When we threw out the net asking drummers to share with us the reasons why they love Neil Peart’s drumming, so many wanted to chime in, we couldn’t fit everyone’s comments in the story. So we held our interviews with a few choice players for this special online addendum to the piece, which you can read in the October issue of MD, on sale now. First let’s hear from next month’s MD cover star….

Mastodon’s Brann Dailor

drummer Brann Dailor of MastodonWhen I was four or five, my mom was in a cover band, and they practiced in our living room. The drummer was her boyfriend, and he was a huge Neil Peart freak. He tried to replicate Neil’s drumset, and they did “Tom Sawyer” and a number of popular Rush tunes of the day. So that’s where it started for me.

When I became able to start figuring out other drummers’ parts, when I was nine or ten, I would give it a shot, but I never come anywhere close. You know, I’d try “YYZ” or something like that. There were always a couple kids who could play the beginning of it. We’d go over to their house–“Hey, he knows ‘YYZ’! Let’s go over there and hear him play it!” [laughs] You’d end up at some kid’s bedroom where there was only a bed and a drumset. The “YYZ” thing became sort of the standard. If you couldn’t do the opening of that, then you weren’t even worth mentioning.

The most inspirational thing to me about Neil Peart is that he was more than “just” a drummer. His drumming has always been absolutely phenomenal; he’s a huge inspiration to millions of players around the world. But there’s also something to be said for his lyric writing. Not many drummers contribute in that sense to their groups. There’s this thing of, everyone has their place: The singer writes the lyrics, the guitarist writes the songs…. But Neil’s an incredibly intelligent human being, and I think he’s a good writer. I do the majority of the lyric writing for Mastodon, so knowing that Neil wrote Rush’s lyrics gave me the inspiration to step forward, like, “I have something to say too.” Vocals can be very percussive in their delivery, especially with heavier music. But even with melodic music, they should weave another rhythm through the song. So it makes sense for a drummer to have some sort of input in that department.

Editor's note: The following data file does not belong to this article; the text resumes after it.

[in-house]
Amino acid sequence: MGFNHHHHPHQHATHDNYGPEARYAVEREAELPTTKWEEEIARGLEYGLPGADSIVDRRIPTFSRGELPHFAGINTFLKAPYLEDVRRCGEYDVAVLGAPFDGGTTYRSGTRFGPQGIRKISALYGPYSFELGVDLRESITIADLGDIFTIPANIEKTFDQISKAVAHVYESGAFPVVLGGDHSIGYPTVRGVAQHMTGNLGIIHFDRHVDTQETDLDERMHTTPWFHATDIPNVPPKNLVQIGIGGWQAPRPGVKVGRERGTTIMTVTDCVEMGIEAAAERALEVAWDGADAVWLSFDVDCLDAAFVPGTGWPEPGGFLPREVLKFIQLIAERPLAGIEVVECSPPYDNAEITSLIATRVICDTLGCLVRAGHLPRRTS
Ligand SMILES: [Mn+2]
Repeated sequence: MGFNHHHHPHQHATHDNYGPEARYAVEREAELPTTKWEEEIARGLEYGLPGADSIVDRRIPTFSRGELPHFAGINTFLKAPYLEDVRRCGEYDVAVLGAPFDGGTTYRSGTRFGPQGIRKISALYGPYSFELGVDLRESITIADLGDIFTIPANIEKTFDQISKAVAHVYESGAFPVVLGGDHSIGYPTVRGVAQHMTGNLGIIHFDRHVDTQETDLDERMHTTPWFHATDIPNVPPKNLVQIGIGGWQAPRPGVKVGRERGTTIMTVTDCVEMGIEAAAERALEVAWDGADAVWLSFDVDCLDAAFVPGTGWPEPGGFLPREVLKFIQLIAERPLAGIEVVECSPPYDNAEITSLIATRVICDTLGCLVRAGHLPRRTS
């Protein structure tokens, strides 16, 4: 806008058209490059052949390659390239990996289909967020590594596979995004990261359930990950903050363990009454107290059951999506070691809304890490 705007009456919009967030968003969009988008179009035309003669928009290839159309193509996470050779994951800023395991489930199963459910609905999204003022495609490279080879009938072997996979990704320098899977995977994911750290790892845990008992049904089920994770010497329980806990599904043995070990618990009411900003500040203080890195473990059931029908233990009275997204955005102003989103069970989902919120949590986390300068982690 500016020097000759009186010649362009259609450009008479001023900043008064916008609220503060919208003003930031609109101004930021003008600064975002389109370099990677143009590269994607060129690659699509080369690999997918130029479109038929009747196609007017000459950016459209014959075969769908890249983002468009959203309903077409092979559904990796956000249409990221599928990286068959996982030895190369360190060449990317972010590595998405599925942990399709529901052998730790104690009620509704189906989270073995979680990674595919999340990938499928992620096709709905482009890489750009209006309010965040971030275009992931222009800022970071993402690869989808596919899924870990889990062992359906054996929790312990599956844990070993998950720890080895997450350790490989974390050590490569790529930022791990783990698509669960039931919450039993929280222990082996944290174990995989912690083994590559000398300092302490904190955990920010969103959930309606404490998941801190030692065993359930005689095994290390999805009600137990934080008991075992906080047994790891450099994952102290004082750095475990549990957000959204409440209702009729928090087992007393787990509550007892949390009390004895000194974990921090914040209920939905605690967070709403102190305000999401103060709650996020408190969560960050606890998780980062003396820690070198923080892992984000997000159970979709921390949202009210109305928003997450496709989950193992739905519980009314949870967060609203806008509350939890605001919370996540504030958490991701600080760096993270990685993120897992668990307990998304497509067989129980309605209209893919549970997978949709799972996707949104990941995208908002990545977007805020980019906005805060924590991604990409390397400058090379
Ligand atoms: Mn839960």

Slavior’s Mark Zonder

Mark Zonder on New While Heaven Wept Album, Composing, and his StudioI remember coming home from high school and listening to All The World’s A Stage, that first live album with “Bastille Day” and “In The Mood” and “By-Tor And The Snow Dog” and all that kind of stuff. It was trippy, and it definitely spoke to me.

You can tell that Neil Peart is into the drums. He’s always progressing, pushing it forward. In truth, a lot of guys who are in the progressive genre have not actually progressed a whole lot. But you can sit down and listen to the first few Rush records and then the later ones and think, He really took this somewhere. As structured as Neil’s parts would become, if you go back and listen to the early stuff, it was a lot rawer. So that progression is what I appreciate most about Neil.